Sunday, April 14, 2013

Weekend Diversion: Agnetha returns

The video above is the new single from Agnetha Fältskog of ABBA, “When You Really Loved Someone”. It’s from her new her solo album, A (pictured at left), which will be released in early May. It’s her first English-language single in nearly a decade.

The single is a sort of Europop explosion, and I like it. It only vaguely reminds me of ABBA (or, more accurately, makes me think of what ABBA might sound like today). Instead, it suggests the talents of Agnetha herself who—dare I say it?—looks damn good at 62.

Apparently, the New Zealand, Australia, Russia and UK iTunes Stores were among the first to offer pre-orders of the album. However, the only way I could find it in New Zealand iTunes was to search her name—it wasn’t promoted or in the “Pre-Order New Music” section. Considering how huge ABBA was—and still is—in New Zealand, that’s just weird. Yes, when I finally found it, I did pre-order the album (and got the single immediately).

I was a fan of ABBA back in the day, slowly buying their older, lesser-known albums in addition to what was current. I also saw them in concert during their only North American tour, “ABBA: The Tour”, back in 1979. Scenes and performances from that tour were recorded and played on the USA’s public television, as well as being released on DVD (which I own).

I didn’t bring any ABBA records with me to New Zealand, but in 2010 I bought the Bonus Track Version of “The Albums” from iTunes—basically digital versions of all their released albums, plus some added tracks, like the Swedish version of “Ring, Ring”, some alternate mixes and versions, and various other tracks. I’d planned on buying it for myself as a 50th birthday present, but I was a bit busy at the time and only got around to it a few months later.

So, I have a long history with ABBA. As with all pop music, I take it as it is—I don’t expect anything more than what it is. I know plenty of people who hate pop music because they want more meaning or more complicated music or whatever. Some of them are determined to inform me of how wrong I am for liking pop music. I don’t pay any attention, repeating in my head what I’ve dubbed “Arthur’s Law” regarding pop culture generally: “Everything you love, someone else hates; everything you hate, someone else loves. So, relax and like what you like and forget about everyone else.”

I like this song. I hope I like the album, too, since I pre-ordered it…


Mark from Slap said...

I'm a fervent supporter of Arthur's law. There's a song they sometimes play at my gym that instantly charges me. I would be ashamed to admit it in company; it's a terrible song on nearly every objective level, with an equally bad video to match. I can't explain it, but as Arthur's Law so succinctly points out, why should I feel a need to justify it?

About Agnetha's track in particular... I recall around the time that "Mama Mia!" (the film) was released, ABBA was asked about the possibility of another album. They dismissed it on the spot, citing a preference to be remembered as they were back in the 70s. I suppose that's understandable. It would be an uphill battle trying to regain even a fraction of the popularity and love they received in the 70s. An unfavourable comparison to their classics would be unavoidable.

Soloists can sometimes escape the ghost of their popular origins (i.e. Michael Jackson, Justin Timberlake), but one of the reasons I think I'm not really "feeling" this song is that it's missing the one bit of brilliance that made ABBA so special and so influential: A focus on vocal arrangements. A solo career necessarily has to do away with that, which is a shame.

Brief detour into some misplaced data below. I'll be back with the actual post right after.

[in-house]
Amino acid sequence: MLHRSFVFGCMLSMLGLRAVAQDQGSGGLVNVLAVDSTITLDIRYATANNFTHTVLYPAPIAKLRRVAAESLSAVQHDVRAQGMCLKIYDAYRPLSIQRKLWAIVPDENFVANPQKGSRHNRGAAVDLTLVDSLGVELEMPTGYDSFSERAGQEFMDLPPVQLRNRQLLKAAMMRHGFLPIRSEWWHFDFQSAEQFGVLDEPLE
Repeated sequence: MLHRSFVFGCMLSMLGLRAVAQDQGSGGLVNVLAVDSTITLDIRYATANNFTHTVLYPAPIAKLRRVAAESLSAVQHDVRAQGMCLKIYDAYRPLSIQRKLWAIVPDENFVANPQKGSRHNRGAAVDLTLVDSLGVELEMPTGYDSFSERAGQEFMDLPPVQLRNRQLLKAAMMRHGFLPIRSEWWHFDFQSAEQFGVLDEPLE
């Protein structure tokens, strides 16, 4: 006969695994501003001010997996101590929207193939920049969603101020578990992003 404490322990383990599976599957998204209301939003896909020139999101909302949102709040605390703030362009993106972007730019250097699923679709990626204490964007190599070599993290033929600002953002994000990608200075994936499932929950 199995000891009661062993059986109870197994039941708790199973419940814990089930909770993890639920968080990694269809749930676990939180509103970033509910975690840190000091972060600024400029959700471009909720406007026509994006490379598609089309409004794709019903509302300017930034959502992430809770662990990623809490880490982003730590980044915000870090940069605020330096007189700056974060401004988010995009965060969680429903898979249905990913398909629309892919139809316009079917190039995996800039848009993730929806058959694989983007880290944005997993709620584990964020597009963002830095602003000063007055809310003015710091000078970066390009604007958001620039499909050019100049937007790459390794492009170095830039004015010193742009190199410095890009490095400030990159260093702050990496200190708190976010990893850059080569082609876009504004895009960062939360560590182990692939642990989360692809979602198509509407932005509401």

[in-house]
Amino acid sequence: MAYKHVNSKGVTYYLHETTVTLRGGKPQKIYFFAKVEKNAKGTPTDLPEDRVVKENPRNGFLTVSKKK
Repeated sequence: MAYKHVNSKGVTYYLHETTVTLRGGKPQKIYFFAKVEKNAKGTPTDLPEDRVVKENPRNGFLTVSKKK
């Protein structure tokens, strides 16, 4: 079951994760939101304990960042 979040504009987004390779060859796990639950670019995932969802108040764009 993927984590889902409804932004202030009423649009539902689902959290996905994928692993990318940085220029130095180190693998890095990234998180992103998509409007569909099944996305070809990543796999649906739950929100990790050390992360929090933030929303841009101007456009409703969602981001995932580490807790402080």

Still, ABBA's signature sound isn't gone completely. I was thinking of pop music and specifically ABBA-sounding pop music not long after buying the new album from (Canada's own) Tegan and Sara. Listen to the chorus in Goodbye Goodbye http://youtu.be/3m5RaWqcIiM ("You never really knew me, never ever...") and you'll hear it. While a large sub-section of T&S's previous fanbase have been regretting how the two have "sold out" for a more pop-like feel, my thinking is more aligned with Arthur's Law with some extra reflections on ABBA. What's so bad about pop?

Arthur (AmeriNZ) said...

That song IS reminiscent of ABBA! We had a New Zealand band called Zed that had a similar change—they started out mostly as rockers and then moved to the USA where their new management put them solidly into the pop camp. Some fans weren't amused, and the group basically broke up a year or two later (they still sometimes perform together, apparently).

There's a lot of pop music that I like but don't necessarily love, and I'd put Agnetha's song in that category. However, I like that to me it has a bit of an "older" sound to it, or maybe that's just me projecting. I also wonder if it's autobiographical (though the video may be influencing that thought). At any rate, I just take it as it is.

Having said that, one song that I really love makes the list of "worst songs ever", and it will be a Weekend Diversion post next weekend—thanks for the idea!

Roger Green said...

ABBA might have been big once, may STILL be big in NZ. But it's like my friend who tried to promote the Robbie Robertson album by noting he was the lead writer for The Band. New generation of record store buyers (I use the term 'store' loosely, to include iTunes) aren't going to know how big ABBA used to be, wouldn't know Agnetha was IN ABBA. Sad but true.

Arthur (AmeriNZ) said...

Absolutely true. And they were never as big in the US as they were in other countries, "Mama Mia" notwithstanding. If Agnetha is successful in the US, it'll be on her own merits—which is actually a perfectly okay thing, I think.